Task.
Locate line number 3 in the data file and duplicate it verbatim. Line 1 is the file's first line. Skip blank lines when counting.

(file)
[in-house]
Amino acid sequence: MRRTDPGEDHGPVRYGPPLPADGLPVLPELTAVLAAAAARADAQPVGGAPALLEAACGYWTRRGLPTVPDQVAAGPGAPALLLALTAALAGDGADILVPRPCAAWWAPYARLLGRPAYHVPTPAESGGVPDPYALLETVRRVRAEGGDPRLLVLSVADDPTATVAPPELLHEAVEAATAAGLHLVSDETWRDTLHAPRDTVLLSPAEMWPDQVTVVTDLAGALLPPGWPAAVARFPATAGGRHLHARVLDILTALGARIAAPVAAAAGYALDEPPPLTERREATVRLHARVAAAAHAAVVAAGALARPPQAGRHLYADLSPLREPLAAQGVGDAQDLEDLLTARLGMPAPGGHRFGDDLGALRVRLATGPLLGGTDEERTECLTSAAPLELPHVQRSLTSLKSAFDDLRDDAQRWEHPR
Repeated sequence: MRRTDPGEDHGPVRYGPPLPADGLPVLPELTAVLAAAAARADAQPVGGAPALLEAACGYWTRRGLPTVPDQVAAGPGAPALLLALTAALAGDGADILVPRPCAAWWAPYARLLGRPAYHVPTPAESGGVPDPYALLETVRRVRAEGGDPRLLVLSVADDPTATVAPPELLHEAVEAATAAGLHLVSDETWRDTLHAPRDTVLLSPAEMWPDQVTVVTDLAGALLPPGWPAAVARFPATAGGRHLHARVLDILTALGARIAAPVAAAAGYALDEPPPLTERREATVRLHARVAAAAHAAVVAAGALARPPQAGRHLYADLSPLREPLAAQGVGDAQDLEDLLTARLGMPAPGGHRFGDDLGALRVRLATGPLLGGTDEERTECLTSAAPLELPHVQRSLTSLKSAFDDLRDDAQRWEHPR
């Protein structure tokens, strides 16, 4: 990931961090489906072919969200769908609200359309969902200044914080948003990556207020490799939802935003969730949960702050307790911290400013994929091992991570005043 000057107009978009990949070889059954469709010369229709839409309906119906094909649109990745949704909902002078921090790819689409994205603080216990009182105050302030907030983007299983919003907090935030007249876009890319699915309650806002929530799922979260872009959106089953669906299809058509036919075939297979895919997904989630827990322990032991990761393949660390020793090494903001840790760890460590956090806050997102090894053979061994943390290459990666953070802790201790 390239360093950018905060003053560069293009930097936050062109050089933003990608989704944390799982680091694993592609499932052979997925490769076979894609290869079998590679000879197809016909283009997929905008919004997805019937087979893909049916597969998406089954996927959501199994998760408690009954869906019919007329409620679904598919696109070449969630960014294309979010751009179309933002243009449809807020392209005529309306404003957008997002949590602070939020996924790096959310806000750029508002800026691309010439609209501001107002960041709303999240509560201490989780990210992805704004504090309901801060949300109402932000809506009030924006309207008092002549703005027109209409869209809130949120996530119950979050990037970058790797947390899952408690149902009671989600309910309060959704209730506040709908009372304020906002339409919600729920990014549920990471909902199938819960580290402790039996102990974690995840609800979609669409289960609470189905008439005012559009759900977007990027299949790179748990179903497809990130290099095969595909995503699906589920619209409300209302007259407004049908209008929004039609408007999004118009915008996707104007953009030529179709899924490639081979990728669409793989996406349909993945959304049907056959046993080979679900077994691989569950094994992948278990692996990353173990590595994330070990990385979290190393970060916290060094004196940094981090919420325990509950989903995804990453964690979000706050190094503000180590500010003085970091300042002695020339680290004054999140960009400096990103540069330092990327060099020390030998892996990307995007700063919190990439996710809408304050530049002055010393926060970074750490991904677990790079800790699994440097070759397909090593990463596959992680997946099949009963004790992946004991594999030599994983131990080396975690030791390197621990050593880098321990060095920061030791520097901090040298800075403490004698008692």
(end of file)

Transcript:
Repeated sequence: MRRTDPGEDHGPVRYGPPLPADGLPVLPELTAVLAAAAARADAQPVGGAPALLEAACGYWTRRGLPTVPDQVAAGPGAPALLLALTAALAGDGADILVPRPCAAWWAPYARLLGRPAYHVPTPAESGGVPDPYALLETVRRVRAEGGDPRLLVLSVADDPTATVAPPELLHEAVEAATAAGLHLVSDETWRDTLHAPRDTVLLSPAEMWPDQVTVVTDLAGALLPPGWPAAVARFPATAGGRHLHARVLDILTALGARIAAPVAAAAGYALDEPPPLTERREATVRLHARVAAAAHAAVVAAGALARPPQAGRHLYADLSPLREPLAAQGVGDAQDLEDLLTARLGMPAPGGHRFGDDLGALRVRLATGPLLGGTDEERTECLTSAAPLELPHVQRSLTSLKSAFDDLRDDAQRWEHPR